Author
David Toma
David Toma

The Office of the Chief Advisor—Procurement has published new guidelines for disclosing government-awarded contracts. And for using and disclosing confidentiality provisions.

To implement these guidelines, agencies need to keep a record of their contracts in sufficient detail. Agencies are expected to contribute to the government’s commitment to openness and transparency in procurement.

In our report to parliament Confidentiality disclosure of government contracts (Report 1: 2017–18) , we found that The Office of the Chief Advisor—Procurement's guidance clearly set out the requirements for what agencies should disclose regarding reportable contracts, but:

  • its process was less clear for where and how these disclosures should occur. This led to confusion amongst agencies on how to discharge their responsibilities
  • the guidelines allowed agencies to disclose transactional data instead of the full contract value. This meant the public could not get a true view of the value of a contract
  • agencies needed more guidance on how to use, and record the use of, specific confidentiality provisions in their contracts. Of note, for our audit, we were unable to assess the extent and appropriateness of the use of confidentiality provisions in Queensland Government contracts because the five audited departments’ contract registers lacked sufficient information.

To address these issues, in May 2019, The Office of the Chief Advisor—Procurement published an update of its procurement guidelines for contract disclosure and the use and disclosure of confidentiality provisions in government contracts

The new guidelines require agencies to publish details of all awarded contracts over $10 000 on the Queensland Government open data website. This includes:

  • contracts valued $10,000 to $9,999,999—basic contract details must be published including:
    • name and address of the agency procuring the contract
    • a description of the goods or services procured
    • the date of award or contract value
    • the value of the contract or standing offering arrangement
    • the name and address of the successful supplier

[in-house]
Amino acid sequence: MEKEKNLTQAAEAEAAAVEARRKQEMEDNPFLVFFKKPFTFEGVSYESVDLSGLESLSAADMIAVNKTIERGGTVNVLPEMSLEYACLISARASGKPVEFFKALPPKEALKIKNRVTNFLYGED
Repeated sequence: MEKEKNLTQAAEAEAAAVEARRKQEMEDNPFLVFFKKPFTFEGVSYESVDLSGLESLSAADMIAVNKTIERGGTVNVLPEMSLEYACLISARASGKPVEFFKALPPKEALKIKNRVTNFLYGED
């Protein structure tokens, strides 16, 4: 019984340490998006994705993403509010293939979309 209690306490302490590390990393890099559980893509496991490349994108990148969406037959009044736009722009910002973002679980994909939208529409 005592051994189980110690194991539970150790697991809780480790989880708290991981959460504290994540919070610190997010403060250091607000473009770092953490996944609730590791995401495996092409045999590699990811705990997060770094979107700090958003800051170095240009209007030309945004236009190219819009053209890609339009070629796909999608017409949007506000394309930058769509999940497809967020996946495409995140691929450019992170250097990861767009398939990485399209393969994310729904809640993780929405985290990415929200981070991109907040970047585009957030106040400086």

• state if the disclosure is a variation to a contract
    • state if a specific confidentiality provision has been used
  • contracts valued $500,000 and above—basic contract details must be published, as well as the procurement method used (that is, whether the offer method used was open, select or limited).

Agencies must also publish monthly datasets of contract information, ensuring that no more than 60 days elapses between contract award and publication.

To satisfy these requirements, agencies will need to keep a register of contracts that they can use to capture the basic details required for the disclosures, including whether a contract has a specific confidentiality provision.

In our report Confidentiality disclosure of government contracts (Report 1: 2017–18) we recommended (recommendation 4) that all public sector agencies should improve their contract registers or contract management systems to ensure a complete record of all awarded contracts. The enhancements should include:

  • consolidating all contracts in one record, or where a decentralised model is elected, maintaining this information in a consistent format so that it can be consolidated
  • documenting whether a contract has specific confidentiality provisions and the reasons for their use
  • documenting reasons for non-disclosure of contracts.

Agencies should contact The Office of the Chief Advisor—Procurement if they need further guidance.